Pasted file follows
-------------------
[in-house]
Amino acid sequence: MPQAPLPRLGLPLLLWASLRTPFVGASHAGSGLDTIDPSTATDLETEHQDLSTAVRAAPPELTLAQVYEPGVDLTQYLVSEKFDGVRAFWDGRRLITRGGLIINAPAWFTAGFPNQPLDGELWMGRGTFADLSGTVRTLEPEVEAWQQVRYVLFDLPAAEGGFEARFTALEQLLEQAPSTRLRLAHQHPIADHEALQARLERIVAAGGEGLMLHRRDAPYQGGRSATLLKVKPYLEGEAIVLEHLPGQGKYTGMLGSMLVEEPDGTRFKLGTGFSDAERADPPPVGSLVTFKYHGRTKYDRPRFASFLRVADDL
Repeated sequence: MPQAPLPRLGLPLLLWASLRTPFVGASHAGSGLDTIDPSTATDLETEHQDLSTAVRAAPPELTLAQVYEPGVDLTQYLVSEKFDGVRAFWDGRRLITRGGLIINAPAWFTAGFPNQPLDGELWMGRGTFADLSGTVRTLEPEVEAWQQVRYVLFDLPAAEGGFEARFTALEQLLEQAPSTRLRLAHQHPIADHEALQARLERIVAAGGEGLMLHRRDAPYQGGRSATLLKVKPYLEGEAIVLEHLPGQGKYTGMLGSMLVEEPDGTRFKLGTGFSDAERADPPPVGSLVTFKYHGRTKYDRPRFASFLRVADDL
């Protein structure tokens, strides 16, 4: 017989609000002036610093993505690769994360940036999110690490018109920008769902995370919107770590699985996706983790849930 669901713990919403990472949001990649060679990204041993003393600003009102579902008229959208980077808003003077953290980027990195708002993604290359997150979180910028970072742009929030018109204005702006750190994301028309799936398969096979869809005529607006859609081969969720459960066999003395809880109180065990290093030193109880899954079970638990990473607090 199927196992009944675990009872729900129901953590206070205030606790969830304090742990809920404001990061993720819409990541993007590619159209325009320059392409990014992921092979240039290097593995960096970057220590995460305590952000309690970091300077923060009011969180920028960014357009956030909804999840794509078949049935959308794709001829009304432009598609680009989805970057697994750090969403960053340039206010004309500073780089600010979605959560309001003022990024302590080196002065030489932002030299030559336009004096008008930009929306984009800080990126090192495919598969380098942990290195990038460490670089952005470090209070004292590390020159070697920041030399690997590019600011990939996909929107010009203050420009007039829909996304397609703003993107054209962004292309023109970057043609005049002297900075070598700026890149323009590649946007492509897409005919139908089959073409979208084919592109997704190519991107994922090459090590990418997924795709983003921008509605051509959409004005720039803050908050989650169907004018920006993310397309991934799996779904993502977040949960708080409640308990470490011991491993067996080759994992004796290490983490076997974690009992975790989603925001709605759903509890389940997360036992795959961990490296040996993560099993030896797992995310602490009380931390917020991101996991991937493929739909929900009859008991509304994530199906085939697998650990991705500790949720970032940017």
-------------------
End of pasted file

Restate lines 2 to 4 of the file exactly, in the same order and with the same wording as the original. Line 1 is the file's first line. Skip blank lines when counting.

Amino acid sequence: MPQAPLPRLGLPLLLWASLRTPFVGASHAGSGLDTIDPSTATDLETEHQDLSTAVRAAPPELTLAQVYEPGVDLTQYLVSEKFDGVRAFWDGRRLITRGGLIINAPAWFTAGFPNQPLDGELWMGRGTFADLSGTVRTLEPEVEAWQQVRYVLFDLPAAEGGFEARFTALEQLLEQAPSTRLRLAHQHPIADHEALQARLERIVAAGGEGLMLHRRDAPYQGGRSATLLKVKPYLEGEAIVLEHLPGQGKYTGMLGSMLVEEPDGTRFKLGTGFSDAERADPPPVGSLVTFKYHGRTKYDRPRFASFLRVADDL
Repeated sequence: MPQAPLPRLGLPLLLWASLRTPFVGASHAGSGLDTIDPSTATDLETEHQDLSTAVRAAPPELTLAQVYEPGVDLTQYLVSEKFDGVRAFWDGRRLITRGGLIINAPAWFTAGFPNQPLDGELWMGRGTFADLSGTVRTLEPEVEAWQQVRYVLFDLPAAEGGFEARFTALEQLLEQAPSTRLRLAHQHPIADHEALQARLERIVAAGGEGLMLHRRDAPYQGGRSATLLKVKPYLEGEAIVLEHLPGQGKYTGMLGSMLVEEPDGTRFKLGTGFSDAERADPPPVGSLVTFKYHGRTKYDRPRFASFLRVADDL
């Protein structure tokens, strides 16, 4: 017989609000002036610093993505690769994360940036999110690490018109920008769902995370919107770590699985996706983790849930 669901713990919403990472949001990649060679990204041993003393600003009102579902008229959208980077808003003077953290980027990195708002993604290359997150979180910028970072742009929030018109204005702006750190994301028309799936398969096979869809005529607006859609081969969720459960066999003395809880109180065990290093030193109880899954079970638990990473607090 199927196992009944675990009872729900129901953590206070205030606790969830304090742990809920404001990061993720819409990541993007590619159209325009320059392409990014992921092979240039290097593995960096970057220590995460305590952000309690970091300077923060009011969180920028960014357009956030909804999840794509078949049935959308794709001829009304432009598609680009989805970057697994750090969403960053340039206010004309500073780089600010979605959560309001003022990024302590080196002065030489932002030299030559336009004096008008930009929306984009800080990126090192495919598969380098942990290195990038460490670089952005470090209070004292590390020159070697920041030399690997590019600011990939996909929107010009203050420009007039829909996304397609703003993107054209962004292309023109970057043609005049002297900075070598700026890149323009590649946007492509897409005919139908089959073409979208084919592109997704190519991107994922090459090590990418997924795709983003921008509605051509959409004005720039803050908050989650169907004018920006993310397309991934799996779904993502977040949960708080409640308990470490011991491993067996080759994992004796290490983490076997974690009992975790989603925001709605759903509890389940997360036992795959961990490296040996993560099993030896797992995310602490009380931390917020991101996991991937493929739909929900009859008991509304994530199906085939697998650990991705500790949720970032940017």